Moderate consumption of coffee has also been shown to cut your uric acid levels too. Talk to your healthcare advisor about your consumption of coffee, especially if you have other medical conditions.

Beer and distilled liquors such as whiskey and vodka are linked with an increased risk of gout and recurring gout attacks. You should avoid alcohol during gout attacks, and limit alcohol consumption between attacks. Speak to your doctor for advice about what is considered healthy alcohol consumption.

Will going gluten-free help with my gout?

Research suggests that eating gluten-free could improve your gout symptoms. Gluten-free food includes buckwheat, rice, quinoa, polenta, fresh meat, fresh fish, eggs, milk, cream, crème fraîche, and natural yogurt. You’ll notice that some of the foods you should avoid are listed here. This can be quite confusing, but as we said before we are all different and what works for me may not work for you. It’s always best to consult with your doctor or dietitian if you are considering a gluten-free diet.

A handy tip is to keep a food journal to help identify the foods that are your triggers. Essentially those foods that bring about a gout attack. Also, keeping track of any stressful events or periods of anxiety that bring about flare-ups may be useful. Discuss your condition with your doctor or dietitian to develop a healthy eating plan and to discuss other lifestyle changes you can make to manage your condition better.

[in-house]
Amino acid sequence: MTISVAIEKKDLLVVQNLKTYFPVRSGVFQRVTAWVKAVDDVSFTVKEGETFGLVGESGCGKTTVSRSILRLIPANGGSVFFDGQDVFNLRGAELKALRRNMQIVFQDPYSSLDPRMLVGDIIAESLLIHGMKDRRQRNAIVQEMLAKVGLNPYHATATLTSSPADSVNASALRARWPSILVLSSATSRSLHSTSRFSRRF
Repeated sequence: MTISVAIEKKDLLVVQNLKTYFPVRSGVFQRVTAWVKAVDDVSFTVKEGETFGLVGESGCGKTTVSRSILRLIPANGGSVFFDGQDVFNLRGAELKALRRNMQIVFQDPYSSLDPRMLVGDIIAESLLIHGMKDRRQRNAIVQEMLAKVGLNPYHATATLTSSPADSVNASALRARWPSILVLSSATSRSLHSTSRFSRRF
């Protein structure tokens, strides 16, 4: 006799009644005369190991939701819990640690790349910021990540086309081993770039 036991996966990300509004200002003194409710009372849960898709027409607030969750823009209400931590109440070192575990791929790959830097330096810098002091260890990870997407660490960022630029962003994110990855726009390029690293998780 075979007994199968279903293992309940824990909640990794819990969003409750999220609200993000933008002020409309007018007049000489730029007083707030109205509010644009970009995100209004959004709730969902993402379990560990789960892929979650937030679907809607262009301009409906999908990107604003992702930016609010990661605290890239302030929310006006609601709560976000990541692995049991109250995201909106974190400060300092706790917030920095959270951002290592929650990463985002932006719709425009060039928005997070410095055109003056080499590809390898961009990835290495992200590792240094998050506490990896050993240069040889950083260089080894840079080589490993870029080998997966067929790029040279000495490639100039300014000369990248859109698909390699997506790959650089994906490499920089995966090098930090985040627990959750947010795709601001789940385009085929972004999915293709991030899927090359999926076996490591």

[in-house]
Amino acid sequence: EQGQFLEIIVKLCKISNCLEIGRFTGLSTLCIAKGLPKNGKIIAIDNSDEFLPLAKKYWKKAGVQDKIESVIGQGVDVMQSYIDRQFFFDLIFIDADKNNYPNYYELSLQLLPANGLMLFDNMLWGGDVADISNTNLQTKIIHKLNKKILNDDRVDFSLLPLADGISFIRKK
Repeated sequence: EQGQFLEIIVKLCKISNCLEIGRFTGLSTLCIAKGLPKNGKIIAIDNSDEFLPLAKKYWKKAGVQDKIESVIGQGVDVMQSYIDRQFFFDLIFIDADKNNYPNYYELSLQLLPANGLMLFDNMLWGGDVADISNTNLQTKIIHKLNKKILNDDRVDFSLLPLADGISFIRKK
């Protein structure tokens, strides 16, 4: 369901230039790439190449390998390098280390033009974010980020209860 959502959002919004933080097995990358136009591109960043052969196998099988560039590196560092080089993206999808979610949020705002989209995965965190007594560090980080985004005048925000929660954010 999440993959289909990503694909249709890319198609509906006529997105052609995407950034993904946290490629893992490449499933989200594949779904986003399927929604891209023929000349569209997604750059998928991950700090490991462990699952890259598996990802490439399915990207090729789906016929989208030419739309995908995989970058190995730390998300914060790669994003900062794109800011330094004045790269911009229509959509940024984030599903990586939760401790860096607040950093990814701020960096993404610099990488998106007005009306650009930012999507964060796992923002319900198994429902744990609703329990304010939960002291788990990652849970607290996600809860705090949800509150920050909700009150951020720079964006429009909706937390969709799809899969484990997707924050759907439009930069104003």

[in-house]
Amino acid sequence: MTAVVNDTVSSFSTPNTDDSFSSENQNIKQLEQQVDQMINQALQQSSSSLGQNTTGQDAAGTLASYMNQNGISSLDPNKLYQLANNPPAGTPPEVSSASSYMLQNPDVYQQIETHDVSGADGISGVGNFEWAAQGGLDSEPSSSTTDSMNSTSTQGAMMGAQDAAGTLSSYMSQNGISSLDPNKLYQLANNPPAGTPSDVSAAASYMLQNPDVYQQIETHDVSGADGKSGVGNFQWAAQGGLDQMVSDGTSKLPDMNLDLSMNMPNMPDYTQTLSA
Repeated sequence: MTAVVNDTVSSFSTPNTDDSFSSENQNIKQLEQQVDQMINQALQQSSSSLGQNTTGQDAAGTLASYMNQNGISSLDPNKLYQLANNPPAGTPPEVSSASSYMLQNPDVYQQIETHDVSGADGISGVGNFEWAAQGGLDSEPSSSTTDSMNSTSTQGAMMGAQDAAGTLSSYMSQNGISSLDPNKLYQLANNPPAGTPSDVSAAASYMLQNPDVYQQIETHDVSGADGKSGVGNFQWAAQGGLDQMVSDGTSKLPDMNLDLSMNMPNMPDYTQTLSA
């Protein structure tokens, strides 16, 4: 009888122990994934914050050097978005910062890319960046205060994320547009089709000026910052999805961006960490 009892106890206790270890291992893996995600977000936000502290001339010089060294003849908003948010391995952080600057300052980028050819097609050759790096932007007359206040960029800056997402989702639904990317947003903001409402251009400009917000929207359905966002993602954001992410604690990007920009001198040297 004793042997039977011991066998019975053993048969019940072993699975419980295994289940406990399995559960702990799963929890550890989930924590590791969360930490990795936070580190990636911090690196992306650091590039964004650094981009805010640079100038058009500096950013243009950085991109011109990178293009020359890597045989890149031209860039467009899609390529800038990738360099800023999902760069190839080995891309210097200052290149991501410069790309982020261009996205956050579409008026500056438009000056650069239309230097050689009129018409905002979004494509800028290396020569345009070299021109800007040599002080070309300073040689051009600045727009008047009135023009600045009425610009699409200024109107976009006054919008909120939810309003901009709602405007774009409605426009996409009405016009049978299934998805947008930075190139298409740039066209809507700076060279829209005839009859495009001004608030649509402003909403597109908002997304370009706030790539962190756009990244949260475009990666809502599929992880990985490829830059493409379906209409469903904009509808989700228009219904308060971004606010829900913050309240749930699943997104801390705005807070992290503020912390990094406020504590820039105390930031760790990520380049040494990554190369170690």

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Sources (5)

  1. Medical News Today - List of foods to avoid and a guide of how to eat well with gout

  2. Everyday Health - Gout Diet: Foods to Eat and Avoid

  3. Gout diet: What's allowed, what's not

  4. verywellhealth - The Gout Diet: Foods to Enjoy and Foods to Avoid

  5. WebMD - Gout Diet: Foods to Eat and Those to Avoid

The content on this website is intended for information purposes only. It does not constitute medical advice. The information on this website should not be relied upon and is not a substitute for professional medical advice. You should always speak to your doctor regarding the risks and benefits of any treatment.